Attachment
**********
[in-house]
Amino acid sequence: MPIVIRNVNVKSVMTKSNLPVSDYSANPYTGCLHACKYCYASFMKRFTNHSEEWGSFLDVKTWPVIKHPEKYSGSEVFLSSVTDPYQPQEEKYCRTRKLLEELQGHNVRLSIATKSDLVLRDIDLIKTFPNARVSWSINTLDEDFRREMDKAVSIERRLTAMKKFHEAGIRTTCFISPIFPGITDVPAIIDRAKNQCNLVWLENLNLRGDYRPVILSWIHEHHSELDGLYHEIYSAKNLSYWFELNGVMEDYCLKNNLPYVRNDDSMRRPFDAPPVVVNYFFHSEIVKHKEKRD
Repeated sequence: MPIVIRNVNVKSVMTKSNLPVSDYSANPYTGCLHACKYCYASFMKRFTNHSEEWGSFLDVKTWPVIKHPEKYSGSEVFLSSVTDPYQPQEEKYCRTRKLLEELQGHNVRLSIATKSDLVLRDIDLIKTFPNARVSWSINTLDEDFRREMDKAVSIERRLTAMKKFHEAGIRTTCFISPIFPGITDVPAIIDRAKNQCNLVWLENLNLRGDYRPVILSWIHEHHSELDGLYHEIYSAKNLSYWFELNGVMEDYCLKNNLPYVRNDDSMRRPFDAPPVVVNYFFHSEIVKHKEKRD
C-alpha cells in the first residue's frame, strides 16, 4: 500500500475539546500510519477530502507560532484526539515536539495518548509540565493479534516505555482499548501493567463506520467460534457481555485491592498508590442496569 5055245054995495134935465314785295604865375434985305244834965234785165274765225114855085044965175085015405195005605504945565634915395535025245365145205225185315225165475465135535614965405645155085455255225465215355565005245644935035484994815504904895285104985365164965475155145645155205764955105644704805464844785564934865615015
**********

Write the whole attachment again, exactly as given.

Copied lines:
[in-house]
Amino acid sequence: MPIVIRNVNVKSVMTKSNLPVSDYSANPYTGCLHACKYCYASFMKRFTNHSEEWGSFLDVKTWPVIKHPEKYSGSEVFLSSVTDPYQPQEEKYCRTRKLLEELQGHNVRLSIATKSDLVLRDIDLIKTFPNARVSWSINTLDEDFRREMDKAVSIERRLTAMKKFHEAGIRTTCFISPIFPGITDVPAIIDRAKNQCNLVWLENLNLRGDYRPVILSWIHEHHSELDGLYHEIYSAKNLSYWFELNGVMEDYCLKNNLPYVRNDDSMRRPFDAPPVVVNYFFHSEIVKHKEKRD
Repeated sequence: MPIVIRNVNVKSVMTKSNLPVSDYSANPYTGCLHACKYCYASFMKRFTNHSEEWGSFLDVKTWPVIKHPEKYSGSEVFLSSVTDPYQPQEEKYCRTRKLLEELQGHNVRLSIATKSDLVLRDIDLIKTFPNARVSWSINTLDEDFRREMDKAVSIERRLTAMKKFHEAGIRTTCFISPIFPGITDVPAIIDRAKNQCNLVWLENLNLRGDYRPVILSWIHEHHSELDGLYHEIYSAKNLSYWFELNGVMEDYCLKNNLPYVRNDDSMRRPFDAPPVVVNYFFHSEIVKHKEKRD
C-alpha cells in the first residue's frame, strides 16, 4: 500500500475539546500510519477530502507560532484526539515536539495518548509540565493479534516505555482499548501493567463506520467460534457481555485491592498508590442496569 5055245054995495134935465314785295604865375434985305244834965234785165274765225114855085044965175085015405195005605504945565634915395535025245365145205225185315225165475465135535614965405645155085455255225465215355565005245644935035484994815504904895285104985365164965475155145645155205764955105644704805464844785564934865615015